Join Date: Jul 2012
Posts: 3,693
# 41
06-08-2013, 06:02 PM
The reason I brought the Black Death is because it was a plague that did caused millions to die but as you mentioned, it never was in a situation that could wipe out humankind.

Reason I reject the notion "we must help everyone" is because that kind of interference can be harmful and likely will be harmful is not handled with care, it does mean you sit and wait seeing millions die but if you do anything you are dooming their entire society from ever evolving on its own from that point on.

I do not say "do nothing", I just reject yes/no binary solutions because its not that easy, factors have to be balanced and one thing is changing the course of a comet so it does not collide with a planet with a per-industrial society and another is giving the means to produce cure to a plague that kills millions to the same society.

The question of interference in a extinction case is hard to address because even that one might have factors that advice against interference, its really a case-by-case.

Unfortunately Trek writers decided to treat it as sacred later in the show (in Voyager especially), the Prime Directive is a guideline were factors must be balanced to see if intervention should be done or not, it does mean if there is a plague killing millions but does not threat the species that you do nothing.
Lt. Commander
Join Date: Feb 2013
Posts: 179
# 42
06-08-2013, 06:20 PM
Originally Posted by lordvedli View Post
No it is relevant but just on a much smaller scale since the point been argued (or at least as I can gather) here is whether interference is always wrong. Similar question: ...
No it's not relevant because of that smaller scale. Stop framing the Prime Directive in terms of personal average-joe vs. life-or-death crisis situations because that's not what it's about and if you do frame it like that then of course it's not 'moral' or 'just.'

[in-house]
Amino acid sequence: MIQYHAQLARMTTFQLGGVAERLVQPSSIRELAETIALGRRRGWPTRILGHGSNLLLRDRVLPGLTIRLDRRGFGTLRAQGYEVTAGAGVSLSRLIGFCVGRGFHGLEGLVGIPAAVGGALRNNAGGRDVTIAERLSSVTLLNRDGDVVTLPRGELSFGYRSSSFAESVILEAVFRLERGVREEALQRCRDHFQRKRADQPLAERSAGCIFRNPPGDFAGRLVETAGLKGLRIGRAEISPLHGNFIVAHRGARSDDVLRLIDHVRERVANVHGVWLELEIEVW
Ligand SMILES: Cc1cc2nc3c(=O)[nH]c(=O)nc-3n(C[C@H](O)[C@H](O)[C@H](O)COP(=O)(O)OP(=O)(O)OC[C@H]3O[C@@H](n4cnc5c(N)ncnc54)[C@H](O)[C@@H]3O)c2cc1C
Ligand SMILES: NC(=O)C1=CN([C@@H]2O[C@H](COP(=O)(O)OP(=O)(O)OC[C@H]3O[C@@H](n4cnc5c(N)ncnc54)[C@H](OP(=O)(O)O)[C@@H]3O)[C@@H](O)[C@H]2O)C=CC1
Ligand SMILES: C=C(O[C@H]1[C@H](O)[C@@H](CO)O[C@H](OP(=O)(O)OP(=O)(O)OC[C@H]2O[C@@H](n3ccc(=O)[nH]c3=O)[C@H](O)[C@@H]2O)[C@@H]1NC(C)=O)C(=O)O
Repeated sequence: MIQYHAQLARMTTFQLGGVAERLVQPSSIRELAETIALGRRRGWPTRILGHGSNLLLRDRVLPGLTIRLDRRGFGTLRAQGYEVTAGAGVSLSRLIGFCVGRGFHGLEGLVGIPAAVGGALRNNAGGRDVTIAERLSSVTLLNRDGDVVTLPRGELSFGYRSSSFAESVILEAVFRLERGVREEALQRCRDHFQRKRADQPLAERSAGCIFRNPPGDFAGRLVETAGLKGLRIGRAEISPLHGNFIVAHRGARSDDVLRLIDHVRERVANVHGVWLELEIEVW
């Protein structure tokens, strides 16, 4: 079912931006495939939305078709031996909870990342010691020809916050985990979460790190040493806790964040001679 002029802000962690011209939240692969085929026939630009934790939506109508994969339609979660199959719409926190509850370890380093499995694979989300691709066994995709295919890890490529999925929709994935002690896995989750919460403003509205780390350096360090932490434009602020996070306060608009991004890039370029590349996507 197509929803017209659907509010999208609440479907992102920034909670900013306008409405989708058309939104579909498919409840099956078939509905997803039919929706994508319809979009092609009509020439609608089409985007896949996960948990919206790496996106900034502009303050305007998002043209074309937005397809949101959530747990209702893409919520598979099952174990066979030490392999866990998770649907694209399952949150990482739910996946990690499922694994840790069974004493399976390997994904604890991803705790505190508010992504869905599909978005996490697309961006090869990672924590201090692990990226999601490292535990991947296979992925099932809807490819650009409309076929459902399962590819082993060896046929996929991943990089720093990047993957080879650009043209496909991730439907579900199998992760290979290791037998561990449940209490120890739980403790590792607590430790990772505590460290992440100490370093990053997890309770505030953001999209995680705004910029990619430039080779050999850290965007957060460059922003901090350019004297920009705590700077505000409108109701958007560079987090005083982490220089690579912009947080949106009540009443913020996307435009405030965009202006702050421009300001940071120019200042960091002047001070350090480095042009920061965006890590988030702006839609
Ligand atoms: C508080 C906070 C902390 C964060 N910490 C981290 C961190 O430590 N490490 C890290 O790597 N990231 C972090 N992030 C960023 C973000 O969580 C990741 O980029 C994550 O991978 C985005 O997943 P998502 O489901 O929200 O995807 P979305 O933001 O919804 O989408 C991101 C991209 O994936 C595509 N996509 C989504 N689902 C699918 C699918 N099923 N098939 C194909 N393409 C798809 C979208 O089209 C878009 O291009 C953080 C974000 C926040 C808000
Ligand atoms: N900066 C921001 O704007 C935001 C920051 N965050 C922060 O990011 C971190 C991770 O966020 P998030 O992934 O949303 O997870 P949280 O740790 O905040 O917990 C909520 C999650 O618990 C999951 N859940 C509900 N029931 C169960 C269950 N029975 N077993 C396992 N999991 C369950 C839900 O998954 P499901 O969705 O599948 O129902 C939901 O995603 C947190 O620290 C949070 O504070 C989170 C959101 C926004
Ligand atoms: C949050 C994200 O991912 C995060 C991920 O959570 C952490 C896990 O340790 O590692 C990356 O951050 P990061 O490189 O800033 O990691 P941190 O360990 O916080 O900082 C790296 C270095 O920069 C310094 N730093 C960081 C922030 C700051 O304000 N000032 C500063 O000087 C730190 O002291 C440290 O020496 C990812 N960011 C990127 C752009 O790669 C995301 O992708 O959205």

The Prime Directive is about not influencing the development of cultures. That's it.

Originally Posted by lordvedli View Post
This however is were the dogmatism related to the almighty PD comes up. See if a captain discovers a situation were a disease is about to wipe out a species and does NOTHING (even alerting Starfleet command because his ship isn't capable of helping) to help then that captain is guilty of mass murder for the same reason that anyone who didn't help that child is guilty of murder (yeah it was a loaded and frankly rhetorical question as it was meant to help illustrate the ludicrousness of arguing it is right to allow a species to die out needlessly).
Again, the Captain is responsible for his actions and by Federation law he is blameless of their destruction. He can curse himself all he wants for letting them die but he is merely a witness. If they were Federation Citizens then he would be required to do all he could to help them but if not then they are not his responsibility until he makes them so.

Originally Posted by lordvedli View Post
The reason I think he would be guilty of genocide is because of a concept in law know as Depraved indifference
By this logic then, any eyewitness to a death is guilty of that death. There's a load of qualifications and requirements that have to be proven/shown for this concept to take effect for that reason.

Originally Posted by lordvedli View Post
... if a character in a work of fictions only response to the suffering of millions or billions is to point a piece of paper then he is at the very least, not the hero of your story.
The Federation, like all governments, has it's flaws. That makes it more realistic and interesting as it allows the plot to flesh out why those flaws are there and how the people of it overcome them.

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